Another key provision is the requirement for direct action - this would allow a claim for compensation for pollution damage to be brought directly against an insurer.

The draft bunkers convention also includes articles on:

* the scope of application - the convention is intended to cover only pollution damage in the territory, territorial sea and exclusive economic zone of a State Party.  Preventive measures are also covered;

* liability - establishes a small group of persons as the shipowner, who will be responsible for pollution damage caused by any bunker oil on board or originating from a ship;

* limitation of liability - addresses the right of the shipowner to limit the liability under national or international regimes;


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Liberia launches online vessel inspection application
The Liberian Registry has launched an Internet-based vessel inspection application based on technology developed by the Wallem Group. It will allow inspectors to compile inspection reports during annual safety inspections and will create a historical database of the vessel’s condition. This secure database will be confidential to the registry and the relevant shipowner. Owners will be offered the option of providing the vessel’s condition history to Port State Control authorities, underwriters, charterers, and other interested parties.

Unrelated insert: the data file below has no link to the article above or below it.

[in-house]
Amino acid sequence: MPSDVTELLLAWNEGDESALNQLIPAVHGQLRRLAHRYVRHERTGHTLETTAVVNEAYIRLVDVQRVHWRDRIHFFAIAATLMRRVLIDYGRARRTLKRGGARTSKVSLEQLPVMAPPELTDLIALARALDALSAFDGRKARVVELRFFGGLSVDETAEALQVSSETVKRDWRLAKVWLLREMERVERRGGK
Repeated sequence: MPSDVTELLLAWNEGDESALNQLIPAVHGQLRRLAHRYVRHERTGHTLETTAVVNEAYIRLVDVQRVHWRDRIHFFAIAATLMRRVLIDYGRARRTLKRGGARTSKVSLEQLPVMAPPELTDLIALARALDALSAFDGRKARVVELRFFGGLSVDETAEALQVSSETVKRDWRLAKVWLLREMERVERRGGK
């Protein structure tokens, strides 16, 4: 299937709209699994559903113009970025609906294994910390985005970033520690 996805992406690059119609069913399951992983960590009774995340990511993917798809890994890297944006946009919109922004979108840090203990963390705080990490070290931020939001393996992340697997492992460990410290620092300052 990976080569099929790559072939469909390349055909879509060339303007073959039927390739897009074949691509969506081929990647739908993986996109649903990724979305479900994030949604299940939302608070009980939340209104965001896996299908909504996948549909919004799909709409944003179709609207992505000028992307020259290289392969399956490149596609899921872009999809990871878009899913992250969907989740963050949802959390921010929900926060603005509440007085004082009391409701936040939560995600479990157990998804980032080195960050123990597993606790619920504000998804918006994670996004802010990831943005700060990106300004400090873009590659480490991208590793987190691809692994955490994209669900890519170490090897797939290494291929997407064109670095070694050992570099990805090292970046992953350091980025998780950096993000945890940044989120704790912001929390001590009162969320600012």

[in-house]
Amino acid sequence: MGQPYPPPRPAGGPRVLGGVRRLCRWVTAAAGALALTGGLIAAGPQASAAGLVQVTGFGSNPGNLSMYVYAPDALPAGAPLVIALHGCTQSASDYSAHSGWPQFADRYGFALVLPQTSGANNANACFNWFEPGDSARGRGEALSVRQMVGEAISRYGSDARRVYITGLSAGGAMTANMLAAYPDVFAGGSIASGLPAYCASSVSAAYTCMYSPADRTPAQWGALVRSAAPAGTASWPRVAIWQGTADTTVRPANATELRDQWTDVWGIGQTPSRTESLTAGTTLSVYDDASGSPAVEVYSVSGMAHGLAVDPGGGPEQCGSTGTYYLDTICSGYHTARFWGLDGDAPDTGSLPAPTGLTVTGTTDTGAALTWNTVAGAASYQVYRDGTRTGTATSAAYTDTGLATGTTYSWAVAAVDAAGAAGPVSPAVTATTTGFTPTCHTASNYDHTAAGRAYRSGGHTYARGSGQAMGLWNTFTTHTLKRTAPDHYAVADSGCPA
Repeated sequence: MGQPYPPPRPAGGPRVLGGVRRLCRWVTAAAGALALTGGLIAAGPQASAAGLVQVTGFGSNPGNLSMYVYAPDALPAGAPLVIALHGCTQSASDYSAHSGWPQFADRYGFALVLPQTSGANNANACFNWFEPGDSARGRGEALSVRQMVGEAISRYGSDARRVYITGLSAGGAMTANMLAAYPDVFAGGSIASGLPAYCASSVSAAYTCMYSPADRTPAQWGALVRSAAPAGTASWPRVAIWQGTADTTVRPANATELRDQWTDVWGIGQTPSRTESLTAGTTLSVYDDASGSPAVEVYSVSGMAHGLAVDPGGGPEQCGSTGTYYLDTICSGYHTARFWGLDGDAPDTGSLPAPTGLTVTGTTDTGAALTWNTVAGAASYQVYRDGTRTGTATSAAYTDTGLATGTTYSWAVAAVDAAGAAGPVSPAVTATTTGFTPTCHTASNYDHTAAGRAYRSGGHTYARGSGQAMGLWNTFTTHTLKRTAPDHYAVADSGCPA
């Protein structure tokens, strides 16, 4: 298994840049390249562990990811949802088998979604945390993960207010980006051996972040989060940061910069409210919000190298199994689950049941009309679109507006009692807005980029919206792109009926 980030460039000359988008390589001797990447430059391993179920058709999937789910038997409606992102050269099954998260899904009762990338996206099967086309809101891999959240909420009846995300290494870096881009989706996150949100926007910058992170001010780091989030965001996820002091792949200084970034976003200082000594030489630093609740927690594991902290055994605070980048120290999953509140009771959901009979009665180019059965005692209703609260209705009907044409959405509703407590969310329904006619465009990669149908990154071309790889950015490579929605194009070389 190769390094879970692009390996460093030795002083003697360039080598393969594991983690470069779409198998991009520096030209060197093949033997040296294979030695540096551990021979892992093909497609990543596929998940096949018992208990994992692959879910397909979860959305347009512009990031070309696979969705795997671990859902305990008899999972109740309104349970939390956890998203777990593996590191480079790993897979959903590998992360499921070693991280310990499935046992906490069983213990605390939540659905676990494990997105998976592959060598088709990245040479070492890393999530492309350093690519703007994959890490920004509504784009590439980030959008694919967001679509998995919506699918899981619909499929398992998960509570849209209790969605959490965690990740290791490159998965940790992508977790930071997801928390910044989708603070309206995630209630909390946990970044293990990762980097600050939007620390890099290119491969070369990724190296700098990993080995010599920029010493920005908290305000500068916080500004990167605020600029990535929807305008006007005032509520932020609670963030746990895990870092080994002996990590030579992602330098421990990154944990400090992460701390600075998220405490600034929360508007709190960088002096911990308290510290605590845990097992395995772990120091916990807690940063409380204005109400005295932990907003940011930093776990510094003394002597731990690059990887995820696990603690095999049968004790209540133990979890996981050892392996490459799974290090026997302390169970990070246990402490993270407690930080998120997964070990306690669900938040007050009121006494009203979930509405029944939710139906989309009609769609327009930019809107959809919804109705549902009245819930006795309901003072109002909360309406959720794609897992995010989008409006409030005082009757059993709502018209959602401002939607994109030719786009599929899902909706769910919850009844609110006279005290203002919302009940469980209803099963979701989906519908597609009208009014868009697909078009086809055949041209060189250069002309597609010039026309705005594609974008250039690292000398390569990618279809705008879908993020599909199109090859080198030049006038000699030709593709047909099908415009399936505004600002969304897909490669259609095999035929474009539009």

Yoram Cohen, chief executive of LISCR, which manages the Liberian Registry, says, “Working with Wallem-developed technology, we have been able to take another vital step in raising flag state standards, while offering our owners another value-added service. Our force of over 200 inspectors around the world will be able to work more effectively, and we will provide and maintain sophisticated electronic records of the ships which fly our flag. Our owners will have a valuable independent source of information regarding their ships to draw upon.”

The Liberian Registry will begin limited use of the application from April 15. Full-scale roll out of the system will be completed within a matter of months.
The application enables any digital media (i.e. photographs, videos and thickness measurements) to be overlaid on the vessel plans with their location identified by “hot spots”.

Prior to performing a flag state inspection, the Liberian inspector will be able to download inspection records and digitized drawings of the vessel. The downloaded information will also include guidance on hot spots and areas of particular interest as specified by LISCR’s professional staff.

During and following the survey the inspector is able to enter data directly into the application, including photographs, and can upload the entire survey record direct to a central repository. After completion, LISCR’s staff will review the electronic survey report and check it for further action. This report will then form part of the registry’s database for that ship. .

Cohen says the register "will be actively talking with port state control authorities about how this could form the basis of a pre-clearance system for Liberian-registered ships."